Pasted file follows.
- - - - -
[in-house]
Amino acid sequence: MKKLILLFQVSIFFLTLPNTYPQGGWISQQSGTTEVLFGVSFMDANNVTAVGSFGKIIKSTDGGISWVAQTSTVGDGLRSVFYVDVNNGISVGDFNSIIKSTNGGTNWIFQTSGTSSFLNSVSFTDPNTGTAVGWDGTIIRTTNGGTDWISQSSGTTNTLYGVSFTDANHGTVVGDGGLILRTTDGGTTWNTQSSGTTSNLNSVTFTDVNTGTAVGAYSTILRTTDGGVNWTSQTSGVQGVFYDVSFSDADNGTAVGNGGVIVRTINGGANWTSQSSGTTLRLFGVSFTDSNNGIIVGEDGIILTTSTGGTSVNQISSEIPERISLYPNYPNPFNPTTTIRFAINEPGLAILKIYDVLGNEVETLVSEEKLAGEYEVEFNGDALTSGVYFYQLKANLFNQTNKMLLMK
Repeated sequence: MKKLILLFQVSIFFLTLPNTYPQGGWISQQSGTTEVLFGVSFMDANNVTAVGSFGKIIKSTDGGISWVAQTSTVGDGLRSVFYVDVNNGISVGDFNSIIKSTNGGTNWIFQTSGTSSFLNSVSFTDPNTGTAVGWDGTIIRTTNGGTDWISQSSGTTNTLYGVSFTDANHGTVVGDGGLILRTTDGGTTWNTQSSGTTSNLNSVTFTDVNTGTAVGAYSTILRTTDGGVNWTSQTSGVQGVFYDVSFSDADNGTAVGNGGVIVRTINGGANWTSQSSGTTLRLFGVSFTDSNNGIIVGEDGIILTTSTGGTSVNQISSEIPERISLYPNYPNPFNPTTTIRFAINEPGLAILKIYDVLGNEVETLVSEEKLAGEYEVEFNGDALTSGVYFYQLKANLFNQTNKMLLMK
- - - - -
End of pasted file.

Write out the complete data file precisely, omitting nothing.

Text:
[in-house]
Amino acid sequence: MKKLILLFQVSIFFLTLPNTYPQGGWISQQSGTTEVLFGVSFMDANNVTAVGSFGKIIKSTDGGISWVAQTSTVGDGLRSVFYVDVNNGISVGDFNSIIKSTNGGTNWIFQTSGTSSFLNSVSFTDPNTGTAVGWDGTIIRTTNGGTDWISQSSGTTNTLYGVSFTDANHGTVVGDGGLILRTTDGGTTWNTQSSGTTSNLNSVTFTDVNTGTAVGAYSTILRTTDGGVNWTSQTSGVQGVFYDVSFSDADNGTAVGNGGVIVRTINGGANWTSQSSGTTLRLFGVSFTDSNNGIIVGEDGIILTTSTGGTSVNQISSEIPERISLYPNYPNPFNPTTTIRFAINEPGLAILKIYDVLGNEVETLVSEEKLAGEYEVEFNGDALTSGVYFYQLKANLFNQTNKMLLMK
Repeated sequence: MKKLILLFQVSIFFLTLPNTYPQGGWISQQSGTTEVLFGVSFMDANNVTAVGSFGKIIKSTDGGISWVAQTSTVGDGLRSVFYVDVNNGISVGDFNSIIKSTNGGTNWIFQTSGTSSFLNSVSFTDPNTGTAVGWDGTIIRTTNGGTDWISQSSGTTNTLYGVSFTDANHGTVVGDGGLILRTTDGGTTWNTQSSGTTSNLNSVTFTDVNTGTAVGAYSTILRTTDGGVNWTSQTSGVQGVFYDVSFSDADNGTAVGNGGVIVRTINGGANWTSQSSGTTLRLFGVSFTDSNNGIIVGEDGIILTTSTGGTSVNQISSEIPERISLYPNYPNPFNPTTTIRFAINEPGLAILKIYDVLGNEVETLVSEEKLAGEYEVEFNGDALTSGVYFYQLKANLFNQTNKMLLMK